Popcorn Picks: The Better Angels
The Better Angels is less about bowing down to a beloved future leader and more about highlighting the struggles that shaped him.
Starring: Braydon Denney, Diane Kruger, Jason Clarke, Brit Marling, Cameron Mitchell Williams, Wes Bentley
Directed by: A. J. Edwards
Choice Quote: “He won’t stay in these woods forever…He’ll make his mark.”
The Hype: Three years in the childhood of Abraham Lincoln, who moves with his family from Kentucky to a cabin in the unforgiving Indiana wilderness, filmed in crisp black and white.
The Reality: I’ve got to be honest, Abe: the film is beautifully shot, and the monochrome treatment adds to the mood, but it’s slow to unfold. That said, the performances – particularly, (Lincoln) Denney, his dad Tom (Clarke) and stepmother Sarah (Kruger) – are solid, and director Edwards (a protégé of Terrance Malick) manages, through his Malick-esque camerawork, to create a portrait of the future president that’s at times sentimental, haunting, and brutally real.
Set in the backwoods of Indiana, a young Abe endures a harsh childhood living in a small cabin and working the land alongside an overbearing father. His doting mother, Nancy (Marling), nurtures his intelligence and wants to send him off to school but, when tragedy strikes, it starts to look like Abe will never make it out of the woods.
Of course, we all know he eventually does, and America owes Abe’s stepmother, Sarah Lincoln, a partial debt of gratitude for that. She moves in with her own three children and immediately transforms the Lincoln homestead, including finally convincing Abe’s dad to send him off to school.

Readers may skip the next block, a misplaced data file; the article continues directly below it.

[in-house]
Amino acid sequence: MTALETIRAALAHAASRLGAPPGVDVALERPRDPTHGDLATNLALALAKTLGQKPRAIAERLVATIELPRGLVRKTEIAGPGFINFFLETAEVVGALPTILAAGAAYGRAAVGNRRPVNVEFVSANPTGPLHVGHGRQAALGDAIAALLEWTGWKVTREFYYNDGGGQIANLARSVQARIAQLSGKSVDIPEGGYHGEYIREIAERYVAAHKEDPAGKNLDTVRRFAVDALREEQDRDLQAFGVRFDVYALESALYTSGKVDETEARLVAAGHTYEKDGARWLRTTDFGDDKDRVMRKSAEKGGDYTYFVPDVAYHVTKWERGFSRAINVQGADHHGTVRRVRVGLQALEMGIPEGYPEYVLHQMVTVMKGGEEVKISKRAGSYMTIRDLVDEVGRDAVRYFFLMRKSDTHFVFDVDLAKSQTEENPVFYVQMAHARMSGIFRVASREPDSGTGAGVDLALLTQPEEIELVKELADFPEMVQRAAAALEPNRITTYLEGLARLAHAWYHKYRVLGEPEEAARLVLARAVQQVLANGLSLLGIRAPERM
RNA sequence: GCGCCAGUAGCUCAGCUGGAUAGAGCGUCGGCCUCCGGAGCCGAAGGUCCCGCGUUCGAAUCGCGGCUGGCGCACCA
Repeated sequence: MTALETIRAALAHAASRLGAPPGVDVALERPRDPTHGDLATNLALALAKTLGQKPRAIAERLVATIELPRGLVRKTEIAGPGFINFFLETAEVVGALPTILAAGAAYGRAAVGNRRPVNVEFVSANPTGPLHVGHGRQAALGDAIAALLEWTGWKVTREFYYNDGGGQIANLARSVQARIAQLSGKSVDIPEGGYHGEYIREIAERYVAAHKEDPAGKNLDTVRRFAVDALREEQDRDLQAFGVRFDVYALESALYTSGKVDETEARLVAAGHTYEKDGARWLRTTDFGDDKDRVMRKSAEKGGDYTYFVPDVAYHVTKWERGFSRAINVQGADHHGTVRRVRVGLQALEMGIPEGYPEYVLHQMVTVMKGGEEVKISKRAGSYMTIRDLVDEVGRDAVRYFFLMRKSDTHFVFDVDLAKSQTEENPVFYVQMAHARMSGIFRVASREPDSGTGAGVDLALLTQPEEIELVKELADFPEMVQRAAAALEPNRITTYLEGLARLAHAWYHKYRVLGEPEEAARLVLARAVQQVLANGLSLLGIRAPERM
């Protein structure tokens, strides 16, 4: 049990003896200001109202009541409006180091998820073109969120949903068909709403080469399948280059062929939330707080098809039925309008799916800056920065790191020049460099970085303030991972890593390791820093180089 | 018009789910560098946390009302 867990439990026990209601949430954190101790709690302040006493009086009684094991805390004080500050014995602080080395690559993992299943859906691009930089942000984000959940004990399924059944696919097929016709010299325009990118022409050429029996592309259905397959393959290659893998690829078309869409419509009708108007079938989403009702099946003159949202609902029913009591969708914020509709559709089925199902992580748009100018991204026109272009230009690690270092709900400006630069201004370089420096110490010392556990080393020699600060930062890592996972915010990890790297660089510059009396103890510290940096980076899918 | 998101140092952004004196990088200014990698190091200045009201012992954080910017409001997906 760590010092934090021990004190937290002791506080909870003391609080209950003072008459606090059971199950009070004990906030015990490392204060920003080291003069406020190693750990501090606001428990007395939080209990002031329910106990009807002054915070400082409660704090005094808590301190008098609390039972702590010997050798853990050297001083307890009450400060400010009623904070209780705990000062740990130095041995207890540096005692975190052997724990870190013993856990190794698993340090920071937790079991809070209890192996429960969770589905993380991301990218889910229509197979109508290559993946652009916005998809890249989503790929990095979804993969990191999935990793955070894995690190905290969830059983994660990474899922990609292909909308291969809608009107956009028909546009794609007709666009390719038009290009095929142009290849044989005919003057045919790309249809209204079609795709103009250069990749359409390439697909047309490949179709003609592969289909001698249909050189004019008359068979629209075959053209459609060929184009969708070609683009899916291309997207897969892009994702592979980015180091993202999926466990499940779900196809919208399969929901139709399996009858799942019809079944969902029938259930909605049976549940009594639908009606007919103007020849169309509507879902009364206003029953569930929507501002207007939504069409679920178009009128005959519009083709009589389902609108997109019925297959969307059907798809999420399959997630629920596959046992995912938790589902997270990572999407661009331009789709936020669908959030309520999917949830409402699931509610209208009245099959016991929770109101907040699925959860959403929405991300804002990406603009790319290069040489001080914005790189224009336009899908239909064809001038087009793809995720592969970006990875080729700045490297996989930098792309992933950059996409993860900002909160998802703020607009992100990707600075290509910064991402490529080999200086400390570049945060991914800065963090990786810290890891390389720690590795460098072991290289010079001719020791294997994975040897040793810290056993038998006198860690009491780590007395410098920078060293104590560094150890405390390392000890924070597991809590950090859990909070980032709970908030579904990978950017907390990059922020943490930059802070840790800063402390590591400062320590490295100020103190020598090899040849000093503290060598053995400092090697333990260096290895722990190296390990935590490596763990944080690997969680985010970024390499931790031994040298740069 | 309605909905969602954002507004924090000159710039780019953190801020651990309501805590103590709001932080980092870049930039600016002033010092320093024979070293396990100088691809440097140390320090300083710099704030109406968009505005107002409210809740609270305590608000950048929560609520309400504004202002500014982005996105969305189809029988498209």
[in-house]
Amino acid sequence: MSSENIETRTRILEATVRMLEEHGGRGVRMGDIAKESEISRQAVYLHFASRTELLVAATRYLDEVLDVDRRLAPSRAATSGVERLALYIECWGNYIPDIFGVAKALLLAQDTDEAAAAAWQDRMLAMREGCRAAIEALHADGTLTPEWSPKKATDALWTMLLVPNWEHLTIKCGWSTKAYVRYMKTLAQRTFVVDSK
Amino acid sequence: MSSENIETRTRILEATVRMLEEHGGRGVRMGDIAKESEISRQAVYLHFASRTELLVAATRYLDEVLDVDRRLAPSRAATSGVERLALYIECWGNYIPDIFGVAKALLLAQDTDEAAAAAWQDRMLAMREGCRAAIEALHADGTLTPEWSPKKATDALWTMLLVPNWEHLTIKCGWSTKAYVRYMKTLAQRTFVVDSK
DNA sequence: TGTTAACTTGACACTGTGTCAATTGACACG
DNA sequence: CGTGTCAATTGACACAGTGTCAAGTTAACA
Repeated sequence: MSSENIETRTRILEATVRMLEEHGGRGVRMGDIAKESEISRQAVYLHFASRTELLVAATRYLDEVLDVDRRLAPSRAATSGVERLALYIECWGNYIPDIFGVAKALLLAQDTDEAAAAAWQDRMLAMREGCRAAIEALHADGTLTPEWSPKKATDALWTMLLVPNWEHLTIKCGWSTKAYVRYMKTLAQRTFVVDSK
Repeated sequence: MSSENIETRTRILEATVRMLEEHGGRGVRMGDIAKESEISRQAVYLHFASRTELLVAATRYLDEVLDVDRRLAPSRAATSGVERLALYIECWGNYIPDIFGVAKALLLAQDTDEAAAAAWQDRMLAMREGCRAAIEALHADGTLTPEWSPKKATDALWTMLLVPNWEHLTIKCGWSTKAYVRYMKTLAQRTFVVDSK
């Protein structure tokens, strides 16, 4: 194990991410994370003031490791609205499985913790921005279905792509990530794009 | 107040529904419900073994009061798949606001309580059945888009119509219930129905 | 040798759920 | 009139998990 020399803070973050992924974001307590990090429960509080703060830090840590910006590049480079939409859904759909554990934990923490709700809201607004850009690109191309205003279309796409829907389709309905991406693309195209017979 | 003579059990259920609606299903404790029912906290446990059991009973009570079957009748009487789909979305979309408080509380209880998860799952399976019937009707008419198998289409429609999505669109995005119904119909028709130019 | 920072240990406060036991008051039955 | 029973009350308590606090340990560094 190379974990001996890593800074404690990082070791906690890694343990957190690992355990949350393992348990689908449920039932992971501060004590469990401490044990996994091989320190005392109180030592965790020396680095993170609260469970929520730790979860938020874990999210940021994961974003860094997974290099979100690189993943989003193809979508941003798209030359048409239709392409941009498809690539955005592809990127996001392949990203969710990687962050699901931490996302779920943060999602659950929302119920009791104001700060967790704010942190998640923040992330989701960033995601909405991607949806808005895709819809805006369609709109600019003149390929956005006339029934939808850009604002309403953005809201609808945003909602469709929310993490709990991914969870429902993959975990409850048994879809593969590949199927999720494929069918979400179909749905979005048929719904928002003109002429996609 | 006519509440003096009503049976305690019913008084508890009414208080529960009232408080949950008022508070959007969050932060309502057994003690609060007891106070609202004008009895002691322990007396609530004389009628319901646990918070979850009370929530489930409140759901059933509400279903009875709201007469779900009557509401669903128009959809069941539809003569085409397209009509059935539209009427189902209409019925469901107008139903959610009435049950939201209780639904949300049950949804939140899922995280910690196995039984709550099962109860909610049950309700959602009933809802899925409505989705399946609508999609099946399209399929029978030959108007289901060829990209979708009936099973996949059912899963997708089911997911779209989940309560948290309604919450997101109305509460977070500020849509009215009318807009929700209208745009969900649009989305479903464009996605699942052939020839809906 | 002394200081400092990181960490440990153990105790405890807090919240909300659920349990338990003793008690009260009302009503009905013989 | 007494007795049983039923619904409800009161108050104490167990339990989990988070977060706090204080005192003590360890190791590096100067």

There are moments that play on Lincoln’s future a little too obviously – the scene, for example, when a number of slaves in chains are marched past Abe in the forest – The Better Angels is less about bowing down to a beloved future leader and more about highlighting the struggles that shaped him.
As mentioned before, the film can be slow at times. There’s a lot of chopping wood and plowing fields and silent brooding around the family property. But what it lacks in flare it makes up for with the fact that it’s a very different Abraham Lincoln than you’ve seen on film before – the same man Daniel Day-Lewis won his historic third Oscar for portraying in the 2012 film Lincoln. But for every presidential note Day-Lewis managed to hit perfectly, Braydon Denney plays an unrecognizable Lincoln. There’s no tall hat, no beard, no “four score and seven years ago.” There’s just a kid teaching himself to read in the woods – a reminder that even one of history’s greatest leaders was an innocent child in trying to find his own path once upon a time.
The Verdict: While the pace and style aren’t for everyone, it’s about as unique and refreshing a portrait of Lincoln as you’ve ever seen.
Rating (out of 5): 3.5
The Better Angels opens at the Carleton Cinemas in Toronto today, with further Canadian releases to follow.